Thursday, April 29, 2010

Thoughts on Apple versus Adobe

…This post is a bit of a departure from my typical macro econ theme but what the heck.

Today, Steve Jobs answered the recent criticisms over the lack of support for Adobe’s Flash technology on Apple’s mobile platform with a sharp and truly cutting response.

Looking at today’s trend for AAPL versus ADBE it appears that the market is siding with Jobs.

From a one point of view (particularly that of a customer), the case Jobs makes is pretty compelling particularly in light of Apple’s present position in the mobile marketplace.

Apple currently holds a premium spot for mobile platforms with its compelling iPhone, iIPad and iPod products and tightly controlling the application architecture clearly allows them, as Jobs argued, to maintain the highest level of quality (power usage) and consistency (application features) across all applications written for their platform.

Jobs argues that the open standards supported by their mobile platform (HTML5, CSS, Javascript and H.264) are sufficient for enabling access to the entirety of the web (ostensibly implying the ongoing evolution of the web as well) including rich content (video, audio) and rich applications (web 2.0 apps).

Further, Jobs details some specific issues that are common when a platform vendor allows support for unfettered application technologies such as slow pass-through of underlying system features through the application technology and stability.

In a sense, Jobs is saying that they have created the platform for the future, it supports fundamental open standards and they have learned from past experience (with Adobe and other third parties) and thus are not about allow unfettered technologies to inhabit their platform.

From a developers point of view though, Jobs argument raises some series issues.

First, Jobs is specifically arguing that Flash is an old, proprietary (closed) and unstable (crashy) technology and further goes on to accuse Adobe of being an inattentive development shop.

Aside from being fighting words (particularly scathing coming from the head of the outfit currently associated with the highest quality technology products), Jobs accusations reveal his intentions for emerging web technologies.

Jobs is essentially indicating that if Apple doesn’t deem a technology to be “open” and compatible with their platform at a fundamental level at which Apple would specifically implement the technology on their platform (i.e. the way they support HTML5, CSS, Javascript, and H.264) themselves, then it likely will not be a technology that they will support.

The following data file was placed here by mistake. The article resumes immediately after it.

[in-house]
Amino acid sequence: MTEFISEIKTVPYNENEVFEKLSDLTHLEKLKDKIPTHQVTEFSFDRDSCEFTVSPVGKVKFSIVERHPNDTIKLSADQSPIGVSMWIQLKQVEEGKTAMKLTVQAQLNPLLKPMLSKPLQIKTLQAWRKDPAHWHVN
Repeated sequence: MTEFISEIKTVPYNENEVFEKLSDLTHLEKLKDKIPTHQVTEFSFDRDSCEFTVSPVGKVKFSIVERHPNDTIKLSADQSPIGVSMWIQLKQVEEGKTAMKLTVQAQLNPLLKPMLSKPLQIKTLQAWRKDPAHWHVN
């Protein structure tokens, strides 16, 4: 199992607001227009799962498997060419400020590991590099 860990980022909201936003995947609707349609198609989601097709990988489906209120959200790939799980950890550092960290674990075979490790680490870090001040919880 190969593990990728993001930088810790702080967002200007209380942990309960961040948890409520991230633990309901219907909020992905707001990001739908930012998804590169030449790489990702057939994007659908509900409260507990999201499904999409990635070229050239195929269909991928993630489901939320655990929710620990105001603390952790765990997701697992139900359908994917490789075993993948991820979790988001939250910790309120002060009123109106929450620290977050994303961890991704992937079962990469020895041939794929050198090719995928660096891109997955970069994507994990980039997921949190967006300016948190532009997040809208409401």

This has pretty significant consequences for emerging technologies particularly those related to Rich Internet Applications like Flash Flex and Microsoft Silverlight.

Although Apples mobile platform supports HTML5, CSS and Javascript those are only some technologies suitable for development of the next generation of web applications thus, the reason that both Flash Flex and Silverlight are currently being widely adopted by the market.

For the iPhone, IPad and IPod if you want a richer experience for your user that can currently be delivered though HTML based technologies your only option is writing a “native” Cocoa application likely using Objective-C… a seriously antiquated development technology (like stepping back to the stone age of mid-1990s development languages).

Further, if a developer wants to support their application on both a typical OS and Apple mobile platform they now have to either choose to write the application using only HTML based technologies to, more or less, cover all platforms or bring in a Objective-C Cocoa developers to write a specific application for their Apple mobile offering.

For application developers there are some serious limitations and costs associated to both avenues.

Finally, Jobs has in the past stated that Java will never be implemented for the iPhone (although there are backdoors that allow for Java on the iPhone) even though Java is as open and stable a technology as you can get.

This appears to conflict with Jobs Flash argument and really yields the sense that Jobs simply wants to have complete control over the applications that run on his mobile platform.